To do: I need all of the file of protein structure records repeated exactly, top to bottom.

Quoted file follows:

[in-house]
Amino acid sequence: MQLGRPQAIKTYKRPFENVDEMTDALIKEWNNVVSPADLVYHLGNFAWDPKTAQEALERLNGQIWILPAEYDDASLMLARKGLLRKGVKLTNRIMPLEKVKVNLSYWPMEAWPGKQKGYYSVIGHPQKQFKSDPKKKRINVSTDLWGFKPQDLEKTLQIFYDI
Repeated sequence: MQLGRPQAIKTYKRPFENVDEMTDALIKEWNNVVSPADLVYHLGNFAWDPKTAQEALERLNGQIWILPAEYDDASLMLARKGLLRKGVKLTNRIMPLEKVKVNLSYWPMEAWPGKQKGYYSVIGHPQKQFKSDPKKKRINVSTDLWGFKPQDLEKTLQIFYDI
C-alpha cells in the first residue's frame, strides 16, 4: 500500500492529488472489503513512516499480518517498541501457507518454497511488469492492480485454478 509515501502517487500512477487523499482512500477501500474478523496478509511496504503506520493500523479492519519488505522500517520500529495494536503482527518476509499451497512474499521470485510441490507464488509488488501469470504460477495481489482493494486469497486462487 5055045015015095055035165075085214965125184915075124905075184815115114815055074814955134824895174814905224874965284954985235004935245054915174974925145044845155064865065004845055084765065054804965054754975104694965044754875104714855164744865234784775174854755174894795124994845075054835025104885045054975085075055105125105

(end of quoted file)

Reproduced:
[in-house]
Amino acid sequence: MQLGRPQAIKTYKRPFENVDEMTDALIKEWNNVVSPADLVYHLGNFAWDPKTAQEALERLNGQIWILPAEYDDASLMLARKGLLRKGVKLTNRIMPLEKVKVNLSYWPMEAWPGKQKGYYSVIGHPQKQFKSDPKKKRINVSTDLWGFKPQDLEKTLQIFYDI
Repeated sequence: MQLGRPQAIKTYKRPFENVDEMTDALIKEWNNVVSPADLVYHLGNFAWDPKTAQEALERLNGQIWILPAEYDDASLMLARKGLLRKGVKLTNRIMPLEKVKVNLSYWPMEAWPGKQKGYYSVIGHPQKQFKSDPKKKRINVSTDLWGFKPQDLEKTLQIFYDI
C-alpha cells in the first residue's frame, strides 16, 4: 500500500492529488472489503513512516499480518517498541501457507518454497511488469492492480485454478 509515501502517487500512477487523499482512500477501500474478523496478509511496504503506520493500523479492519519488505522500517520500529495494536503482527518476509499451497512474499521470485510441490507464488509488488501469470504460477495481489482493494486469497486462487 5055045015015095055035165075085214965125184915075124905075184815115114815055074814955134824895174814905224874965284954985235004935245054915174974925145044845155064865065004845055084765065054804965054754975104694965044754875104714855164744865234784775174854755174894795124994845075054835025104885045054975085075055105125105